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The Gaps in Bidenomics

Summary:
Policymakers seeking to stimulate the economy must pay more attention than past Keynesians did to avoiding inflation and ensuring that job creation at home is not offset by a drain of production capacity abroad. If the Biden administration is wise, it will adopt two radical policy proposals that address both issues. LONDON – US President Joe Biden has set out to emulate Franklin D. Roosevelt by spending huge amounts of money, something that FDR avoided doing until World War II. This threatens to trigger the sort of inflation that wrecked Keynesian economic policies in the 1970s. The Gaps in Bidenomics Alex Wong/Getty Images

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Policymakers seeking to stimulate the economy must pay more attention than past Keynesians did to avoiding inflation and ensuring that job creation at home is not offset by a drain of production capacity abroad. If the Biden administration is wise, it will adopt two radical policy proposals that address both issues.

LONDON – US President Joe Biden has set out to emulate Franklin D. Roosevelt by spending huge amounts of money, something that FDR avoided doing until World War II. This threatens to trigger the sort of inflation that wrecked Keynesian economic policies in the 1970s.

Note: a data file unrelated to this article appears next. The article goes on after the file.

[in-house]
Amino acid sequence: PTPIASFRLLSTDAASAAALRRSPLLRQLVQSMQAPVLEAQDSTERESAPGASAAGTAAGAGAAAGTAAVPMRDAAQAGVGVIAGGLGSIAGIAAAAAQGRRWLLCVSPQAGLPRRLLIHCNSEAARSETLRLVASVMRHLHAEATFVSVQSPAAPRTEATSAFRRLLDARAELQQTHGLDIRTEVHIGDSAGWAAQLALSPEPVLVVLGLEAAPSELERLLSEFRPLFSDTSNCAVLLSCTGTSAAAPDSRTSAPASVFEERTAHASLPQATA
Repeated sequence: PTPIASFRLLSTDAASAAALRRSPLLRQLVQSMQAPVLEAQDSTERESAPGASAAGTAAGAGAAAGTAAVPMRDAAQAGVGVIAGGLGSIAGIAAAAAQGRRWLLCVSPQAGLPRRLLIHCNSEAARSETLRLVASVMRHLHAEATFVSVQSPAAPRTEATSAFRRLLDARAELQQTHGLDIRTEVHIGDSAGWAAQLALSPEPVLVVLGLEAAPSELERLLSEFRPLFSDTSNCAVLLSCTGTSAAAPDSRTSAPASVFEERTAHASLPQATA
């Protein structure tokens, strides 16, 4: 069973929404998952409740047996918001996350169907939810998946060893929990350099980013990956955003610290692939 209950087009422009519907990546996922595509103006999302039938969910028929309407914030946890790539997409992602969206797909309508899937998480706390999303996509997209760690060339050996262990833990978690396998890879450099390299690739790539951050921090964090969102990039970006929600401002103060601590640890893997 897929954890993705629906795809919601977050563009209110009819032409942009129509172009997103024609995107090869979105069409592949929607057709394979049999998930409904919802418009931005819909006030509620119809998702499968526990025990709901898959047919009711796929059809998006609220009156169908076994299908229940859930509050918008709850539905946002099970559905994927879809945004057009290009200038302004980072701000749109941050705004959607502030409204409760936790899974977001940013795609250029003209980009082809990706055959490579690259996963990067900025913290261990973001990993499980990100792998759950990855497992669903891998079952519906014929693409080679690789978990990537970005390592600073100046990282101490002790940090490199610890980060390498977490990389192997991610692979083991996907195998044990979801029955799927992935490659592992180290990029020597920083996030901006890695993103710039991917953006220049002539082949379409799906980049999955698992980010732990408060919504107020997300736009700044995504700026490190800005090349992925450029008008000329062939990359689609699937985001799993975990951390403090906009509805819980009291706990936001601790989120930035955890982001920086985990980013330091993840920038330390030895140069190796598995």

Since January 2021, the Biden administration has spent or committed to spend $1.9 trillion for immediate COVID-19 relief, $2.7 trillion for investment and business support, and $1.8 trillion for welfare and education. This amounts to $6.4 trillion, or nearly 30% of US GDP. The $1.9 trillion already delivered through coronavirus spending will tail off, leaving $4.5 trillion, or about 20% of GDP, to be spent over the next ten years.

The spending will be financed largely by US Federal Reserve bond purchases, with tax hikes coming later. But will it represent the biggest mobilization of US public investment since WWII, or rather an inflationary splurge?

We don’t know yet, because we have no accurate way of measuring the output gap – the difference between actual and potential output, or, roughly, the amount of slack in the economy that can be absorbed before prices start to rise. The International...

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